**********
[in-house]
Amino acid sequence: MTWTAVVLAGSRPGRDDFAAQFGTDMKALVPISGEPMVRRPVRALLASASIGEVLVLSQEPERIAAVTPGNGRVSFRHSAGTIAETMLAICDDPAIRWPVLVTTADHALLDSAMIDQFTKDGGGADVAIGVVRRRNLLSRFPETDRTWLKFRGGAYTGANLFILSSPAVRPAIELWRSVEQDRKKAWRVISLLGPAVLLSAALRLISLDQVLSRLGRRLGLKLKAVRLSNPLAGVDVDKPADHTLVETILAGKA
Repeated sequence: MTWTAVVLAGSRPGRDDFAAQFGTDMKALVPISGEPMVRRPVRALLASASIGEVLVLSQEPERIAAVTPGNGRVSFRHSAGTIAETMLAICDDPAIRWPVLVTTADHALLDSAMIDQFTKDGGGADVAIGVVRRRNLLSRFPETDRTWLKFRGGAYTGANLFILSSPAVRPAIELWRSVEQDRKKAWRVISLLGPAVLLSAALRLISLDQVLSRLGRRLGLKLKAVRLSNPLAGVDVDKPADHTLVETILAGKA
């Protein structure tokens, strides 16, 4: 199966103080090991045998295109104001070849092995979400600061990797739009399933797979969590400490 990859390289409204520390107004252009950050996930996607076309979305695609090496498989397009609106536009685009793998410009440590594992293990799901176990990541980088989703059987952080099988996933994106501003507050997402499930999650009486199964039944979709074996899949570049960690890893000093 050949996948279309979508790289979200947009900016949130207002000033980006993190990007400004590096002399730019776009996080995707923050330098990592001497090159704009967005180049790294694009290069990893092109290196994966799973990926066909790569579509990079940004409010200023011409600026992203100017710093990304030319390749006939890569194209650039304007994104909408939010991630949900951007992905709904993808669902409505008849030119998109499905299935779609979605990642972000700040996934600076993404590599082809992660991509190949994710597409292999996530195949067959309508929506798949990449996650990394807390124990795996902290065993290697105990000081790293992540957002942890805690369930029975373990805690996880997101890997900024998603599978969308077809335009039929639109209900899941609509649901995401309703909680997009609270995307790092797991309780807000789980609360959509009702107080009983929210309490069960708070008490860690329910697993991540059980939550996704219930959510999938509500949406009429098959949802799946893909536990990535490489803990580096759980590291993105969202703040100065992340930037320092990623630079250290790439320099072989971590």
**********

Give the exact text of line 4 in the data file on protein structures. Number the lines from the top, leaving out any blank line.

């Protein structure tokens, strides 16, 4: 199966103080090991045998295109104001070849092995979400600061990797739009399933797979969590400490 990859390289409204520390107004252009950050996930996607076309979305695609090496498989397009609106536009685009793998410009440590594992293990799901176990990541980088989703059987952080099988996933994106501003507050997402499930999650009486199964039944979709074996899949570049960690890893000093 050949996948279309979508790289979200947009900016949130207002000033980006993190990007400004590096002399730019776009996080995707923050330098990592001497090159704009967005180049790294694009290069990893092109290196994966799973990926066909790569579509990079940004409010200023011409600026992203100017710093990304030319390749006939890569194209650039304007994104909408939010991630949900951007992905709904993808669902409505008849030119998109499905299935779609979605990642972000700040996934600076993404590599082809992660991509190949994710597409292999996530195949067959309508929506798949990449996650990394807390124990795996902290065993290697105990000081790293992540957002942890805690369930029975373990805690996880997101890997900024998603599978969308077809335009039929639109209900899941609509649901995401309703909680997009609270995307790092797991309780807000789980609360959509009702107080009983929210309490069960708070008490860690329910697993991540059980939550996704219930959510999938509500949406009429098959949802799946893909536990990535490489803990580096759980590291993105969202703040100065992340930037320092990623630079250290790439320099072989971590």